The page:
Editorial: Child poverty shameful

By Scott Inglis


It's hard to accept that Bay children live in poverty.

It's hard to think about youngsters being hungry, living in unhealthy homes, and going to school with inadequate clothing and barefeet.

But it happens. The experts, the people who work with these children and their families, see it every day.

I've seen it too, but from a distance. I've seen children on a cold winter's morning, looking no older than 5 or 6, walking to school with short sleeves, bare feet, alone, looking forlorn.

Our story this week on child poverty in the Bay has struck a nerve in this community.

Local principals say Western Bay children are being fed by Tauranga's foodbank, presenting at hospital with serious skin infections and living in sub-standard conditions.

Their comments came following a damning Unicef report in which New Zealand ranked 20 of 35 nations for child poverty. In New Zealand, 11.7 per cent of children live in poverty.

Tauranga Foodbank issues between 100 to 150 food parcels to struggling families each week. As at May 31, 453 adults and 834 children needed help from the foodbank. About 12,000 people a year use a mobile food van in Tauranga.

Principals and community groups are deeply concerned.<inline type="recurring-inline" id="1003" align="outside" enforce-sites="no" />

In Merivale, one of Tauranga's poorest suburbs, families are living in over-crowded houses and illness is rife as parents struggle to afford to take their children to the doctor.

The problem is not confined to Merivale. Scratch under the surface of other suburbs, and you'll find plenty of similar examples.

Kaimai School principal Dane Robertson, for example, says he cannot believe the conditions some people live in. At Te Akau Ki Papamoa Primary School, principal Bruce Jepsen reports that some children do not have breakfast or lunch, and wear inadequate clothing.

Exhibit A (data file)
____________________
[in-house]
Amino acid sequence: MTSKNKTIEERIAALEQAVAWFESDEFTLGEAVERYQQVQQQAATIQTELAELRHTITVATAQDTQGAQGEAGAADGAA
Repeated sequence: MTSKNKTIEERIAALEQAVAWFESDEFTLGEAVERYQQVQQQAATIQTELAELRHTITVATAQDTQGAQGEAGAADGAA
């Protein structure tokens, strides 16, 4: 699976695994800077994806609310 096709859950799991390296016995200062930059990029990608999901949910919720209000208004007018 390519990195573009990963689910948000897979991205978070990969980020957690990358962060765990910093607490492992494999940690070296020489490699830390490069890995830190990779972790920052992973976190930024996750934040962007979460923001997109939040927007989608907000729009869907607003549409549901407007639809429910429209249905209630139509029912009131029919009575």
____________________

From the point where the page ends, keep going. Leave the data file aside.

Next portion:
Our online editor, Martine Rolls, in a column this week, wrote there are a lot of hard-working people living in poverty and the problem is not just confined to people on benefits.

The issue attracted 37 comments on our website by yesterday morning. Some were extreme. Some people talked about it being a serious, heart-breaking issue; others ranted that poverty doesn't exist and bad parents who shouldn't be breeding are to blame.

Child poverty is a complex problem with many causes.

Bad parents are to blame and have a lot to answer for. There are parents who choose to spend what little money they have on booze, cigarettes, gambling and drugs. They put themselves first and don't give a toss about their inconvenient kids.

These parents are at the bottom of the heap and it is challenging to help their children when they won't help themselves. They have made bad decisions and are stuck in a destructive cycle.

It's hard to see how they will change unless they want to change.

But there are also parents and caregivers struggling through no fault of their own.

They are good people, doing their best. They simply do not earn enough money to provide three square meals, proper clothing and a warm, healthy environment.

I'm sure some have had bad luck. Some would have also made bad choices in the past. But who hasn't?

It will be hard for many well-off people to understand what these people are going through. I have given this a lot of thought this week. It must be awful knowing you cannot provide properly for your family.

This is a family and community issue. We cannot rely on the Government to make this better.

There are plenty of good social organisations in our community doing wonderful things to help struggling families.

Examples include the Salvation Army, Tauranga Budget Advice and Full Stop programme.

It is important extended families and friends help those close to them who need it.

Grandparents, aunts, uncles, neighbours and others should get involved and make a difference. They should try to be good role models, offer help, offer to teach and be supportive.

It is shameful the Western Bay, and New Zealand, have children living in poverty.

Children are vulnerable and need the right environment to grow.

The Unicef report says the failure to protect children from poverty is one of the most costly mistakes a society could make.

I agree. Surely we can do better.

- Bay of Plenty Times

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